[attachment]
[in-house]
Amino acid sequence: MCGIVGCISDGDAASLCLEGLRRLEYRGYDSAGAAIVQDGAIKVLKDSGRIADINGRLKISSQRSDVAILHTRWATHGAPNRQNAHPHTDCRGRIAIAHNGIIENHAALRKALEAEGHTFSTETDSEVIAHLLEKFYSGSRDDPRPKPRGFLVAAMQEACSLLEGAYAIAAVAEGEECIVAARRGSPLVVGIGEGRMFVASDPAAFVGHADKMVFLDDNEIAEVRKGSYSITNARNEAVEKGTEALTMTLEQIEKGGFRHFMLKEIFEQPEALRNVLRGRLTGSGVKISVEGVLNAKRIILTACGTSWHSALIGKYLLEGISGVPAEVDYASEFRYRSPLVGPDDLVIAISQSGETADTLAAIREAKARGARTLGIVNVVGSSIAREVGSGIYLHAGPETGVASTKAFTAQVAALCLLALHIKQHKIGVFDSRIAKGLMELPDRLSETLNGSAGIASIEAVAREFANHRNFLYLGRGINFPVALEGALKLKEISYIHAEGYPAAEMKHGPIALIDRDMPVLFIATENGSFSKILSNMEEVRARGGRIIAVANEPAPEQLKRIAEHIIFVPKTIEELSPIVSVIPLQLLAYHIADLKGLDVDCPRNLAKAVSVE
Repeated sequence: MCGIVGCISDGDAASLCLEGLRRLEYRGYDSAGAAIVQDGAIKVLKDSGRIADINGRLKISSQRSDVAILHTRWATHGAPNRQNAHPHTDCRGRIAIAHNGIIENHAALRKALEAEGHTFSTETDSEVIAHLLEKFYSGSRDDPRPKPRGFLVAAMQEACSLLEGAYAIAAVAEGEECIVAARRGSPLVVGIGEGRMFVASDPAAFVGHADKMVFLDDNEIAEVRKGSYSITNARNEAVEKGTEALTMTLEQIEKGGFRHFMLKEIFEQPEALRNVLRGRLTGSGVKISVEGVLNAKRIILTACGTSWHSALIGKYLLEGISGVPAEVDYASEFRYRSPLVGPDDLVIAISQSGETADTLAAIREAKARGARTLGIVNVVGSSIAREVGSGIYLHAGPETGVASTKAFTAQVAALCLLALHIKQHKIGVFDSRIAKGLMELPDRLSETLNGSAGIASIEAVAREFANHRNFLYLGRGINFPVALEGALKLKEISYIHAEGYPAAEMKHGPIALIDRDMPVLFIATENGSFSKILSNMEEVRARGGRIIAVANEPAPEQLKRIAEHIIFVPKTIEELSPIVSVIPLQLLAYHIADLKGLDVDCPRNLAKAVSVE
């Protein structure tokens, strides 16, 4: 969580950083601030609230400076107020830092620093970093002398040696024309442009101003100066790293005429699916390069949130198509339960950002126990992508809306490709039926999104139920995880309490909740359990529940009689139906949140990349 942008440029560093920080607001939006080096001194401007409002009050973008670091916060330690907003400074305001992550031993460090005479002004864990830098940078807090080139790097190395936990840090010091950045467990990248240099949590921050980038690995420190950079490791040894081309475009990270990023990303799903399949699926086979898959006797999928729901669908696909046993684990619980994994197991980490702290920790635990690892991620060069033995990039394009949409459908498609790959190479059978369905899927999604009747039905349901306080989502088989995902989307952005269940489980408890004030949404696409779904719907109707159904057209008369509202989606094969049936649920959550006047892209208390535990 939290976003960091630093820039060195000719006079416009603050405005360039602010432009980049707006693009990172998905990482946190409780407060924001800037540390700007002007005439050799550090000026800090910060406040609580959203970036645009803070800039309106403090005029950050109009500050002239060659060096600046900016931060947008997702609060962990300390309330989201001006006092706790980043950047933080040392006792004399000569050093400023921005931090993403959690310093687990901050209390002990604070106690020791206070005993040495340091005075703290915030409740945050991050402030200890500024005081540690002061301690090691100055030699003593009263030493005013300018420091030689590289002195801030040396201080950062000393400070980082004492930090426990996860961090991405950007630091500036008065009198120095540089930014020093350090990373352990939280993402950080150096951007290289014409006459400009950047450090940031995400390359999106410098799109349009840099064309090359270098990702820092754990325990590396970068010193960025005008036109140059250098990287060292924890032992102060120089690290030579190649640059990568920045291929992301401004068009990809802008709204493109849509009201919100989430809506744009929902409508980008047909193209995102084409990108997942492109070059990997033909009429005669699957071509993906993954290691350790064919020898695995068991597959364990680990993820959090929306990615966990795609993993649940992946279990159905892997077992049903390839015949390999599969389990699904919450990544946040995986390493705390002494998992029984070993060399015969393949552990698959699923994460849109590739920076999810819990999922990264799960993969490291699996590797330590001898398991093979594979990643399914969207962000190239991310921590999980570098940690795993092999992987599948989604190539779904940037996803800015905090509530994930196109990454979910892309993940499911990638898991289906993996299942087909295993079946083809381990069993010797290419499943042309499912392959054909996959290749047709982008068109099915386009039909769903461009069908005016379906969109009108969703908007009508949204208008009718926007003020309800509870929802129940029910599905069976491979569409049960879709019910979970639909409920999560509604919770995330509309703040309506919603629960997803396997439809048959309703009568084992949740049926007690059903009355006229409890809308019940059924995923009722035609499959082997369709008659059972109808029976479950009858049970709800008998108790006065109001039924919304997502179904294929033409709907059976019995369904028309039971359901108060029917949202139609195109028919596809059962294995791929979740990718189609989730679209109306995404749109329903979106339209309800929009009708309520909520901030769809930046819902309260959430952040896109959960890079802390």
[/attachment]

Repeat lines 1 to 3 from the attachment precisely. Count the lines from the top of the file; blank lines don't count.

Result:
[in-house]
Amino acid sequence: MCGIVGCISDGDAASLCLEGLRRLEYRGYDSAGAAIVQDGAIKVLKDSGRIADINGRLKISSQRSDVAILHTRWATHGAPNRQNAHPHTDCRGRIAIAHNGIIENHAALRKALEAEGHTFSTETDSEVIAHLLEKFYSGSRDDPRPKPRGFLVAAMQEACSLLEGAYAIAAVAEGEECIVAARRGSPLVVGIGEGRMFVASDPAAFVGHADKMVFLDDNEIAEVRKGSYSITNARNEAVEKGTEALTMTLEQIEKGGFRHFMLKEIFEQPEALRNVLRGRLTGSGVKISVEGVLNAKRIILTACGTSWHSALIGKYLLEGISGVPAEVDYASEFRYRSPLVGPDDLVIAISQSGETADTLAAIREAKARGARTLGIVNVVGSSIAREVGSGIYLHAGPETGVASTKAFTAQVAALCLLALHIKQHKIGVFDSRIAKGLMELPDRLSETLNGSAGIASIEAVAREFANHRNFLYLGRGINFPVALEGALKLKEISYIHAEGYPAAEMKHGPIALIDRDMPVLFIATENGSFSKILSNMEEVRARGGRIIAVANEPAPEQLKRIAEHIIFVPKTIEELSPIVSVIPLQLLAYHIADLKGLDVDCPRNLAKAVSVE
Repeated sequence: MCGIVGCISDGDAASLCLEGLRRLEYRGYDSAGAAIVQDGAIKVLKDSGRIADINGRLKISSQRSDVAILHTRWATHGAPNRQNAHPHTDCRGRIAIAHNGIIENHAALRKALEAEGHTFSTETDSEVIAHLLEKFYSGSRDDPRPKPRGFLVAAMQEACSLLEGAYAIAAVAEGEECIVAARRGSPLVVGIGEGRMFVASDPAAFVGHADKMVFLDDNEIAEVRKGSYSITNARNEAVEKGTEALTMTLEQIEKGGFRHFMLKEIFEQPEALRNVLRGRLTGSGVKISVEGVLNAKRIILTACGTSWHSALIGKYLLEGISGVPAEVDYASEFRYRSPLVGPDDLVIAISQSGETADTLAAIREAKARGARTLGIVNVVGSSIAREVGSGIYLHAGPETGVASTKAFTAQVAALCLLALHIKQHKIGVFDSRIAKGLMELPDRLSETLNGSAGIASIEAVAREFANHRNFLYLGRGINFPVALEGALKLKEISYIHAEGYPAAEMKHGPIALIDRDMPVLFIATENGSFSKILSNMEEVRARGGRIIAVANEPAPEQLKRIAEHIIFVPKTIEELSPIVSVIPLQLLAYHIADLKGLDVDCPRNLAKAVSVE